U.N. Human Rights Chief Urged to Shun NGO Accused of Links to Gaddafi Regime

By Patrick Goodenough | December 6, 2011 | 5:34 AM EST

Libyan leader Muammar Gaddafi pays his first visit to the United Nations headquarters in New York on Sept. 22, 2009.

(CNSNews.com) – Secretary of State Hillary Clinton is delivering a speech on human rights at the United Nations complex in Geneva on Tuesday -- shortly after another event in the same building is co-hosted by a non-governmental organization associated with Libya’s Gaddafi regime.

The U.N.’s human rights chief, Navi Pillay, is addressing that event, and critics say Clinton should urge Pillay to remove the controversial NGO.

The U.N. marks December 10 as International Human Rights Day, and its Geneva headquarters – home to Pillay’s office and the Human Rights Council – has a busy schedule this week.

According to the State Department, Clinton is due to deliver a “human rights policy speech” there at 6 p.m. local time.

Elsewhere in the building, from 3-6 p.m., the Non-Aligned Movement is co-hosting a panel discussion on “the right to development,” together with Pillay’s office and two NGOs.

One of the NGOs is the Geneva-based Nord-Sud XXI (North-South 21), a group reportedly funded by Libyan dictator Muammar Gaddafi in the late 1980s to administer a controversial award known as the “Al-Gaddafi International Prize for Human Rights.”

Recipients of the award included Nation of Islam leader Louis Farrakhan in 1996, former Cuban president Fidel Castro in 1998, the “children of Iraq, victims of hegemony and embargo” in 1999, and Venezuela’s U.S.-baiting president, Hugo Chavez, in 2004.

The 2002 awardee was Roger Garaudy, a French communist-turned-Muslim who had been convicted four years earlier on charges of denying the Holocaust.

On Monday U.N. Watch, a Geneva-based NGO that monitors the U.N.’s human rights bodies in the Swiss city, called on Clinton, E.U. foreign policy chief Catherine Ashton, and the British and French governments to urge Pillay to remove Nord-Sud XXI from Tuesday’s event.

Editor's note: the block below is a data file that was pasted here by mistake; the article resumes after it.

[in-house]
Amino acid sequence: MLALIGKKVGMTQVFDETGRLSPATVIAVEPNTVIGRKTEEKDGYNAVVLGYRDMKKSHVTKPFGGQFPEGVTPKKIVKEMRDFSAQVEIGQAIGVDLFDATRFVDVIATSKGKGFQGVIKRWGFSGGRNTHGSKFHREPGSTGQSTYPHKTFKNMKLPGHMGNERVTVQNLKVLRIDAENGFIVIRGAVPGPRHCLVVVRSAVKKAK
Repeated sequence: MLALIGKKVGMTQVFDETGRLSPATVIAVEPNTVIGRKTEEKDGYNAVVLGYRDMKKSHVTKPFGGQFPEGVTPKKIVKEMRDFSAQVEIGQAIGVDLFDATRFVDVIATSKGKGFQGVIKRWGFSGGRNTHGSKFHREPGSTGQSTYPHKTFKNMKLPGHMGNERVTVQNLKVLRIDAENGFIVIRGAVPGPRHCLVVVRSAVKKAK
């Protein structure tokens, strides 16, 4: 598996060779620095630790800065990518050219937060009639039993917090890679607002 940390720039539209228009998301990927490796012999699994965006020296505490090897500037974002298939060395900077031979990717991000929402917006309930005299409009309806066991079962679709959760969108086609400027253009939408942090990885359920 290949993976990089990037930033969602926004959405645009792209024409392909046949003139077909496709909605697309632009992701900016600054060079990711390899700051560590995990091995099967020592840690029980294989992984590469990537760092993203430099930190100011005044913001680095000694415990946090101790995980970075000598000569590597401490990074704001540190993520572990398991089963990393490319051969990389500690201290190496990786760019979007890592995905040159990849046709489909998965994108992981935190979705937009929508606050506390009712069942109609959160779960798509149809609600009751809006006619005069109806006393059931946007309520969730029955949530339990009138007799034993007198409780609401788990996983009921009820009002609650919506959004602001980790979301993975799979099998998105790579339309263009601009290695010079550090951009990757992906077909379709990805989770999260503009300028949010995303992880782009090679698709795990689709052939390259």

“We trust that Secretary Clinton will make clear to High Commissioner Pillay that her office should not be making common cause with organizations that openly celebrate Holocaust deniers, war criminals and promoters of anti-American and anti-Western hatred,” said U.N. Watch Executive Director Hillel Neuer.

He said his organization has drawn Pillay’s attention to Nord-Sud XXI’s “true identity” in the past.

Pillay’s office did not respond to queries by press time.

Gaddafi was killed on October 20.  The Web site of the Al-Gaddafi International Prize for Human Rights, which CNSNews.com last accessed in September, is no longer online. An archived version of the site states that the prize consists of five “organs,” including an international people’s committee, an institute for human rights and liberties – and Nord-Sud XXI.

In response to queries, Nord-Sud XXI representative Curtis Doebbler in an email early Tuesday declined to comment on U.N. Watch’s specific allegations, but was critical of one NGO attacking another. (Doebbler’s response appears in full below.)

He confirmed that the organization has “sometimes received money from governments to undertake specific activities, but in recent years it has received almost all of its resources from private foundations and individual donors.”

CNSNews.com further asked Doebbler again specifically whether those governments included the Gaddafi regime. He was also asked, again, specifically, about links to the Gaddafi prize. No response was received.